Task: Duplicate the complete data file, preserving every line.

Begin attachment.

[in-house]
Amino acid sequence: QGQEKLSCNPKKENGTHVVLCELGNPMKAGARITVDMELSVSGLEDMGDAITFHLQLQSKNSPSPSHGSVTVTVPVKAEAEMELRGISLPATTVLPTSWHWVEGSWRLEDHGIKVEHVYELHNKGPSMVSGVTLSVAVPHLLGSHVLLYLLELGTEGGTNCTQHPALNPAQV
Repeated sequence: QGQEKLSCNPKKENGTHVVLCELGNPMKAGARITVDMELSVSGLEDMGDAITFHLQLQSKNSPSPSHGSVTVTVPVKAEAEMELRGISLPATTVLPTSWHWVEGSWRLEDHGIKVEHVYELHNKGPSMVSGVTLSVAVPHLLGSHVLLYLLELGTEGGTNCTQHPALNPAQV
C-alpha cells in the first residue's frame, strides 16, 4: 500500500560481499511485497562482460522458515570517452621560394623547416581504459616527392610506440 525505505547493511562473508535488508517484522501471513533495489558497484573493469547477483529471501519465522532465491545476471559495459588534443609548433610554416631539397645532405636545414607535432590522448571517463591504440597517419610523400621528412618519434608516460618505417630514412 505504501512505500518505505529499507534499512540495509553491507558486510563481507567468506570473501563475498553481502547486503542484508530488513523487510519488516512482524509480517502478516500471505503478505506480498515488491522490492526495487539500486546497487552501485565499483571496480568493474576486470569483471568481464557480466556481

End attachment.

[in-house]
Amino acid sequence: QGQEKLSCNPKKENGTHVVLCELGNPMKAGARITVDMELSVSGLEDMGDAITFHLQLQSKNSPSPSHGSVTVTVPVKAEAEMELRGISLPATTVLPTSWHWVEGSWRLEDHGIKVEHVYELHNKGPSMVSGVTLSVAVPHLLGSHVLLYLLELGTEGGTNCTQHPALNPAQV
Repeated sequence: QGQEKLSCNPKKENGTHVVLCELGNPMKAGARITVDMELSVSGLEDMGDAITFHLQLQSKNSPSPSHGSVTVTVPVKAEAEMELRGISLPATTVLPTSWHWVEGSWRLEDHGIKVEHVYELHNKGPSMVSGVTLSVAVPHLLGSHVLLYLLELGTEGGTNCTQHPALNPAQV
C-alpha cells in the first residue's frame, strides 16, 4: 500500500560481499511485497562482460522458515570517452621560394623547416581504459616527392610506440 525505505547493511562473508535488508517484522501471513533495489558497484573493469547477483529471501519465522532465491545476471559495459588534443609548433610554416631539397645532405636545414607535432590522448571517463591504440597517419610523400621528412618519434608516460618505417630514412 505504501512505500518505505529499507534499512540495509553491507558486510563481507567468506570473501563475498553481502547486503542484508530488513523487510519488516512482524509480517502478516500471505503478505506480498515488491522490492526495487539500486546497487552501485565499483571496480568493474576486470569483471568481464557480466556481